Steele inspects the slurry feed used by the prototype CISR (convergent, initial-surface-independent, single-iteration, rogue-particle-free) polisher. To the right of the polisher is the slurry filtration unit. (Photo by Damien Jemison.)
Steele inspects the slurry feed used by the prototype CISR (convergent, initial-surface-independent, single-iteration, rogue-particle-free) polisher. To the right of the polisher is the slurry filtration unit. (Photo by Damien Jemison.)

Method Relies on Natural Shape “Convergence”

In contrast, convergent polishing represents a significant change from how full-aperture polishing has been conducted for centuries. During this polishing process, the workpiece “converges” to the desired shape and size. The technologies enabling convergence are built into the design and fixed process parameters of the polisher. The polisher does not use real-time feedback, diagnostics, or computer control. Also, overpolishing is not a risk factor as is common with conventional polishing. The system provides high surface quality, which is achieved by controlling particle-size distribution of the polishing slurry and by preventing the entry or creation of rogue (that is, large) particles that can cause scratches.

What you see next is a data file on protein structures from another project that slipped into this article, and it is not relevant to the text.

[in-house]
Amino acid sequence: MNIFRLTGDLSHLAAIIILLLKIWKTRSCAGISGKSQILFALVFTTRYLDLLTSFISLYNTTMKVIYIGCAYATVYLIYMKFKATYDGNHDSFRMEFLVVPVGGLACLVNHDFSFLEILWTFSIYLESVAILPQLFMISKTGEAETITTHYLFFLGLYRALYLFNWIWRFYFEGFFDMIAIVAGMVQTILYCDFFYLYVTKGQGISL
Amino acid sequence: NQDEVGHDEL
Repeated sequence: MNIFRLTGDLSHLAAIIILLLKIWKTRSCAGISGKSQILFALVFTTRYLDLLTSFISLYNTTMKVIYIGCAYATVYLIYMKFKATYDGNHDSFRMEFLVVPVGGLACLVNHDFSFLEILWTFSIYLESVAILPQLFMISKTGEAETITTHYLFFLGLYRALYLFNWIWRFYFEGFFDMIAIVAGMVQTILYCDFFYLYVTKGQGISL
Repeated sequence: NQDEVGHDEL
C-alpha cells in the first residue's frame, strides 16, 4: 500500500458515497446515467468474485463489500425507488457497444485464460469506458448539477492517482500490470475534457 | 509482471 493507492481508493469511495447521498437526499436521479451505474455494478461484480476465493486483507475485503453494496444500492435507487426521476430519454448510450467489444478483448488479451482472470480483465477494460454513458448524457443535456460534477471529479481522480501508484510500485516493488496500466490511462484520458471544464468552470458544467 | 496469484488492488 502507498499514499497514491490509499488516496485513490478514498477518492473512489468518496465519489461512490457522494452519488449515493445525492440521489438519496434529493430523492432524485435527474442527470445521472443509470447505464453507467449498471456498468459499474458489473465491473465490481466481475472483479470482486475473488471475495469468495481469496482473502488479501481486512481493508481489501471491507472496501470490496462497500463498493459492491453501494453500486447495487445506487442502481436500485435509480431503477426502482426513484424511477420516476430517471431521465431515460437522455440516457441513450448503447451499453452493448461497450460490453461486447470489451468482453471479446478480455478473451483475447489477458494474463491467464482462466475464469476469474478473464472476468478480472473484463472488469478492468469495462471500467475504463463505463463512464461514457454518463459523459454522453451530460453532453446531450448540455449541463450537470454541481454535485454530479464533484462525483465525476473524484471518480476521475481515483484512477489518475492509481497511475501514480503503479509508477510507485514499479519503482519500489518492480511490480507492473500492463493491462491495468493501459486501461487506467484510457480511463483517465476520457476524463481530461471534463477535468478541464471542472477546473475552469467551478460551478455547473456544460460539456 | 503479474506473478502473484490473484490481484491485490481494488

Two major principles make convergent polishing possible. First, the factors contributing to nonuniform material removal on the workpiece have been eliminated. As a result, the workpiece surface converges to the desired shape. Second, any rogue particles that enter the system are automatically removed during the polishing process. Consequently, the workpiece experiences very little or no scratching, leading to an extremely smooth surface.